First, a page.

MSPs voted 69 to 59 to mandate the First Minister to seek permission from the UK Government for a ballot to be held between autumn 2018 and spring 2019.
Ms Sturgeon's minority Scottish Government won the vote following an extended debate thanks to support from the Scottish Greens.
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Photo credit: PA
The two-day debate started last week but was suspended on Wednesday as news of the terror attack at Westminster emerged.
The vote comes the day after Ms Sturgeon met with Theresa May in Glasgow, and the day before the process for leaving the European Union will be formally triggered by the PM.
The First Minister has insisted her referendum timetable would allow Scottish voters to make a choice when the terms of the UK's exit deal become clear and before it is "too late to choose our own course".
Speaking before the leaders' meeting on Monday, Mrs May said her position will not change, arguing that a vote within Ms Sturgeon's proposed time frame would be unfair to voters and come at a time when the focus should be on securing the best Brexit deal for the whole of the UK.
Ms Sturgeon said she would delay making the section 30 request - the mechanism for the transfer of powers to hold the referendum - until ''later this week''.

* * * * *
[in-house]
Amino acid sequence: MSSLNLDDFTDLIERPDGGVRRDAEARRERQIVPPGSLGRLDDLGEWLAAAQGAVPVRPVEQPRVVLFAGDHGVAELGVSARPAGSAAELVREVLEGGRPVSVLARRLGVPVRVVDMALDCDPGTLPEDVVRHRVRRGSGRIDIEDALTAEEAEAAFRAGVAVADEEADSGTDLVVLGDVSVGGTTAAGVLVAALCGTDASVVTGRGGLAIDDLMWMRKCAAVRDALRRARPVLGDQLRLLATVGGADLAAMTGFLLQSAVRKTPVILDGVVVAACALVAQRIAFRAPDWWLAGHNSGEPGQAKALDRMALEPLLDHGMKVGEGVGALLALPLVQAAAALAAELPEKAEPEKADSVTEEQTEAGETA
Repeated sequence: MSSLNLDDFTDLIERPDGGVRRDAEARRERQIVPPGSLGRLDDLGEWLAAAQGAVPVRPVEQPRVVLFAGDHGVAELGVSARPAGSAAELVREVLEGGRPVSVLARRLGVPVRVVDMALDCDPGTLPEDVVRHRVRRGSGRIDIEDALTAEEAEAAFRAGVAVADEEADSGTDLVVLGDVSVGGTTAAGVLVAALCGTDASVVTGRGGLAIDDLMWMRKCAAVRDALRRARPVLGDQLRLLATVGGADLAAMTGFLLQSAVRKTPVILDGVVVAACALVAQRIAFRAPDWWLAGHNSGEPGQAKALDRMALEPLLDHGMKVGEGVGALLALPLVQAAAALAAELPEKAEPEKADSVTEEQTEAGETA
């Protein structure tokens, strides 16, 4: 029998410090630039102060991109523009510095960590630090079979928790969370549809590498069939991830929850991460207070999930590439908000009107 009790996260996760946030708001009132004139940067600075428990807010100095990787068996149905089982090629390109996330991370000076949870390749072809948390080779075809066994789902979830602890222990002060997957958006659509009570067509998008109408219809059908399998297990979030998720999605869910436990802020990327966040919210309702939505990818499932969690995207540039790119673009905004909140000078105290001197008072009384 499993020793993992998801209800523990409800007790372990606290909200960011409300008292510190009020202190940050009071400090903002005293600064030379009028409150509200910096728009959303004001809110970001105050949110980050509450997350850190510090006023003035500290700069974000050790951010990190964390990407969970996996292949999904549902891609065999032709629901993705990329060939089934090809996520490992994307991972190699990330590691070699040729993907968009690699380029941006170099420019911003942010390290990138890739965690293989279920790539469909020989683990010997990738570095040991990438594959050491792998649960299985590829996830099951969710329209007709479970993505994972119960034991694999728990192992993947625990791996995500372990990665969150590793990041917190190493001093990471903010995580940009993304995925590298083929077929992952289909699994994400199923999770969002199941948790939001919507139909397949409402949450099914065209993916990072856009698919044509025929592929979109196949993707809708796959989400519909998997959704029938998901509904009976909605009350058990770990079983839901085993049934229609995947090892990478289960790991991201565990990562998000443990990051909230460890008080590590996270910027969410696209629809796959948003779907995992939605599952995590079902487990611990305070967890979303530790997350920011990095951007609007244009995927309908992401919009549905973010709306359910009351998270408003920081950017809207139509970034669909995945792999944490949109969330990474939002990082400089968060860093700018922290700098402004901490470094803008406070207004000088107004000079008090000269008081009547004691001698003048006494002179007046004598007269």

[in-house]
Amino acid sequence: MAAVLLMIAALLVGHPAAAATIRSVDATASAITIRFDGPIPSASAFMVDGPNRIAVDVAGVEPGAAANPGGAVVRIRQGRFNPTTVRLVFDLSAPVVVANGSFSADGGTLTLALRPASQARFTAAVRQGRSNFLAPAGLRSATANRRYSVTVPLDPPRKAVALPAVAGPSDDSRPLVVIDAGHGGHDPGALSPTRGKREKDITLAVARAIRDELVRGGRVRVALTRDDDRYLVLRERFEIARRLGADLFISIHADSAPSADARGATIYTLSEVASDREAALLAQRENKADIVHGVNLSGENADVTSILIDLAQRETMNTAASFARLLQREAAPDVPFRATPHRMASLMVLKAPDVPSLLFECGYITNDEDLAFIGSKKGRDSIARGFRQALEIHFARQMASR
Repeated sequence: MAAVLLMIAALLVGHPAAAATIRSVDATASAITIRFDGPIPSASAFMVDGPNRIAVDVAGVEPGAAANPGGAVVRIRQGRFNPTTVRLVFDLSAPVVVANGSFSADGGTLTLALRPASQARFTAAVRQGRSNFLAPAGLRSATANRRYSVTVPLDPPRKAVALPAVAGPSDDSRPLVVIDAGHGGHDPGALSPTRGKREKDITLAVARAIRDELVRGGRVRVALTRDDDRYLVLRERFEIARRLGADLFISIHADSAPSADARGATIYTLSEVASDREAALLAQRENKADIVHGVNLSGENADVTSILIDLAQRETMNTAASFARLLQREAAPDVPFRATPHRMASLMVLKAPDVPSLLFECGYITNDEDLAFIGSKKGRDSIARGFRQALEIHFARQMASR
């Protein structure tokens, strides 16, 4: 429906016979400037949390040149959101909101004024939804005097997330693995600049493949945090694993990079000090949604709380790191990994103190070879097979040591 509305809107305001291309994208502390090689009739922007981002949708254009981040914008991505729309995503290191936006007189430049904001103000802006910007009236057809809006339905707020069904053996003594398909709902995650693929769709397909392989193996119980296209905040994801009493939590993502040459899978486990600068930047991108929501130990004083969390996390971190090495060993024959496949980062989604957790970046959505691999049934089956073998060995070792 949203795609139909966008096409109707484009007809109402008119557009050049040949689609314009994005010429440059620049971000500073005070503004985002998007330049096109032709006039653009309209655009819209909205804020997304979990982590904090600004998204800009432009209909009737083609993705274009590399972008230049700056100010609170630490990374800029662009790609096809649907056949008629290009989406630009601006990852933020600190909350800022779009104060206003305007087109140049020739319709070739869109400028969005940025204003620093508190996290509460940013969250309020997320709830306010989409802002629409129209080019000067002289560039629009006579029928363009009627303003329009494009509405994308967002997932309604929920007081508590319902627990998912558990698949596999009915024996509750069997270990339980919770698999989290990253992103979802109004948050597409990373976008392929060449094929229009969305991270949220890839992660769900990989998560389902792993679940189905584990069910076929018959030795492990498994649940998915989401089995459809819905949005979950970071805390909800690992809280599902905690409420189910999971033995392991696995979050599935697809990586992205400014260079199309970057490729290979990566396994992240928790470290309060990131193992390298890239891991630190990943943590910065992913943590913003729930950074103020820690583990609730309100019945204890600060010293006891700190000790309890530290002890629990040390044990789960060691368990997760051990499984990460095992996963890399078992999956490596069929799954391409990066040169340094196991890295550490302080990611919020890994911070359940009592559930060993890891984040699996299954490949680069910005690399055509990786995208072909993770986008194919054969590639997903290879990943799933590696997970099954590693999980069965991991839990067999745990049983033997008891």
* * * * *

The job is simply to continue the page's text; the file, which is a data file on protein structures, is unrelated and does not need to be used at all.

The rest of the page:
She said she ''hoped the UK Government would respect the will of the Scottish Parliament'', but if it does not she will set out her next steps after the Easter recess.
Ms Sturgeon said: "It is now the will of Scotland's democratically-elected national Parliament that discussions should begin with the UK Government to enable an independence referendum to be held.
"Today's vote must now be respected. The mandate for a referendum is beyond question, and it would be democratically indefensible - and utterly unsustainable - to attempt to stand in the way of it.
"We will now act on the mandate given to us by Parliament by making a formal approach to the UK Government within the next few days, after Article 50 has been triggered.
"This is, first and foremost, about giving the people of Scotland a choice on this country's future.
"The Prime Minister says that now is not the time for a referendum. I agree with that, which is why I have indicated a timescale no earlier than 18 months from now, when the terms of Brexit are clear - something the PM has now indicated she agrees with.
"It is up to the UK Government to now make clear when they consider a referendum would be appropriate."
UK Scottish Secretary David Mundell told BBC Scotland: "We won't be entering into any negotiations at all until the Brexit process is complete.
"Now's the time for the Scottish Government to come together with the UK Government, work together to get the best possible deal for the UK and that will mean for Scotland as we leave the EU.
"We're not entering into negotiations on whether there should be another independence referendum during the Brexit process.
"We don't have a crystal ball as to how long that process will take. We don't recognise, for example, 18 months as being a key point in the journey.
"It will be a journey that will involve the negotiations with the EU, it may be a journey that involves transitional measures, it may be a journey that will involve significant implementation time.